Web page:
The words used to describe the flooding in Houston have varied. But they all suggest a disaster on a massive scale.
"Unprecedented"; "catastrophic"; "historic"; "epic" - they have all been used. But what has it been like for residents of the city, the fourth most populous in the US?
Here are some eyewitness accounts.
'We had to get the kids up and get them out'
Junaid and Nadia Iqbal do not know when they can return to their home in the memorial area of Houston after it was inundated with floodwaters.
They are new to Houston, from the mid-west, but said the sub-division where they live had not flooded for 30 years. This was one reason that they didn't think they would have to leave as heavy rains pummelled the city on Saturday evening.
But on Sunday morning, they woke up to water rushing into their garage.
"By 10 o'clock when it started rolling into the house, we were like ok, we got to scramble, get the kids up, and get them out," Junaid told the BBC.
Within a few hours, water levels on the street jumped from about 2ft (62cm) to double that. They tried to leave, but with three kids aged under 11, facing 5ft waters was not an option and they had to turn back.
They were eventually rescued and made it to a friend's home, where they are now staying.
"I know I should be grateful that our family is safe but it's just not knowing if we're going to have a house to go back to tomorrow... it's just devastating," says Nadia.
"And it's not only us, it's our entire neighbourhood of 200 people."
'I don't think any of us accept it as a natural event'
Unlike many Houstonians, Zack McCoy (right in picture) and his wife have not had to leave their home. But their neighbours Rita and Lionel Sims (on left) are now staying with them after being flooded out.
Before these recent floods, Zack's family paid to have their house elevated by 3ft after being flooded twice in two years, and the decision has paid off.
"I don't think any of us accept it as a natural event," he told the BBC. "I don't know if it's a storm drainage issue or a Houston development issue but I've got neighbours who have lived here for over 50 years and have never flooded before and have now flooded twice in 26 months."
Lionel, who has lived in the neighbourhood for 29 years, says he will probably now pay to flood-proof his home.
'Texans tend to believe they can drive through anything'
Steven English, a Brit, works in Houston and says there was "no real emergency plan".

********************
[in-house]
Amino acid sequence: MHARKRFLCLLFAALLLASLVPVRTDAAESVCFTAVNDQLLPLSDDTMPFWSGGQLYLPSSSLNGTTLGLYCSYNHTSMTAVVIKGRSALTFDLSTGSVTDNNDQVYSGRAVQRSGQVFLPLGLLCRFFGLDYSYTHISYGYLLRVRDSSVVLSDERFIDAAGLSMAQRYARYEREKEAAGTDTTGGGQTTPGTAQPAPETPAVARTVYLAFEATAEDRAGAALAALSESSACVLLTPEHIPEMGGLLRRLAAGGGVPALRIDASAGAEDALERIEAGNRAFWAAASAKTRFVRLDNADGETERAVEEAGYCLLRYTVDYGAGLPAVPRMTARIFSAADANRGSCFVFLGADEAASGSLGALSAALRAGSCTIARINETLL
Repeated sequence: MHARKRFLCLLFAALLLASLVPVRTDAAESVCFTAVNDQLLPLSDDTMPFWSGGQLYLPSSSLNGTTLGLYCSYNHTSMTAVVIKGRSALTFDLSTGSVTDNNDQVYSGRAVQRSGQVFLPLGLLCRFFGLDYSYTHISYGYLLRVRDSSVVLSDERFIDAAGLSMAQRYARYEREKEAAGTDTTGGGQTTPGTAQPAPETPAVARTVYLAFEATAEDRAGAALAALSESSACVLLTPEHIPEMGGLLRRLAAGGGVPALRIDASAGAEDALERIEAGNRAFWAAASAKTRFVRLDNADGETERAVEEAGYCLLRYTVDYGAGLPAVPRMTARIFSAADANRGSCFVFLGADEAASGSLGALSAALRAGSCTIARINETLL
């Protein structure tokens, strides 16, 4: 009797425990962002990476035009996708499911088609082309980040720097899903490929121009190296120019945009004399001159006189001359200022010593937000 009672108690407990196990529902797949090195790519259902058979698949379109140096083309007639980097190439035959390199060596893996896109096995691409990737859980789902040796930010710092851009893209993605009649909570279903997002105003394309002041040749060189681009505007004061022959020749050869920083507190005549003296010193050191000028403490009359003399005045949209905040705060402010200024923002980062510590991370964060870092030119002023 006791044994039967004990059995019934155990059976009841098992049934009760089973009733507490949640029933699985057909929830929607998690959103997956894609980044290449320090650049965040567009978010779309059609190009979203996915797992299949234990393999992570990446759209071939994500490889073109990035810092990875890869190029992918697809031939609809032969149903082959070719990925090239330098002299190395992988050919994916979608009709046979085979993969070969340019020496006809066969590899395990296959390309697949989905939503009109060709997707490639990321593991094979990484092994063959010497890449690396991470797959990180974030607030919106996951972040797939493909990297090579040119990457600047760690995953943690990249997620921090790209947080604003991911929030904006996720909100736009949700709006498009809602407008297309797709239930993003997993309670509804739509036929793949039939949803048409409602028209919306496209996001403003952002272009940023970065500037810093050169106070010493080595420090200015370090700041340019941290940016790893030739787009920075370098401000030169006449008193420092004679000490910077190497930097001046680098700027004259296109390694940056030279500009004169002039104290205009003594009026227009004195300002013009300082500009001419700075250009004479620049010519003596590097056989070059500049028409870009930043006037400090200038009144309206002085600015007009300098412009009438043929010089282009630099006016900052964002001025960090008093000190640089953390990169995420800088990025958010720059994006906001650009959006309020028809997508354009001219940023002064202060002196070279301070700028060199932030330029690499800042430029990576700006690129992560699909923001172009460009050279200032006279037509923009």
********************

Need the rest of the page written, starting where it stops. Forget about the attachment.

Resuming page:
"They're relying on people to help out, it really is unprecedented," he told the BBC, as he overlooked Spotts Park (above) in central Houston.
It started with heavy rains on Saturday, but at that point, people were still going about their daily lives.
That changed on Saturday night, when the flooding began.
"The water kept rising yesterday. I couldn't go north. I went east, the roads were cut off. The water had risen into residential areas and into people's garages.
"A lot of people were wading around, taking selfies. There was a lot of camaraderie. Texans tend to believe they can drive through anything."
Police and other authorities are everywhere, he says.
"What we're waiting for is opening up the levees higher up. They reckon the water level will come back up two metres here to alleviate the water from other parts of the city."
'People have been co-operating, there's no looting.'
Richard Martin says the response from authorities in Houston has been "overwhelmingly positive, considering the immense strain the emergency response teams have been under".
He says everyone has been helping each other, and people have been co-operating with the authorities.
He lives in a third-storey apartment in Midtown, within a mile of the central business district.
"Initially, we had the outer bands of the storm, quite a bit of rain, but the roads were dry and we thought we may be past the worst of it," he said.
"Then the rain started again and didn't stop for three days.
"Houston's bayou system typically removes water but, at this rate, it's been overwhelming."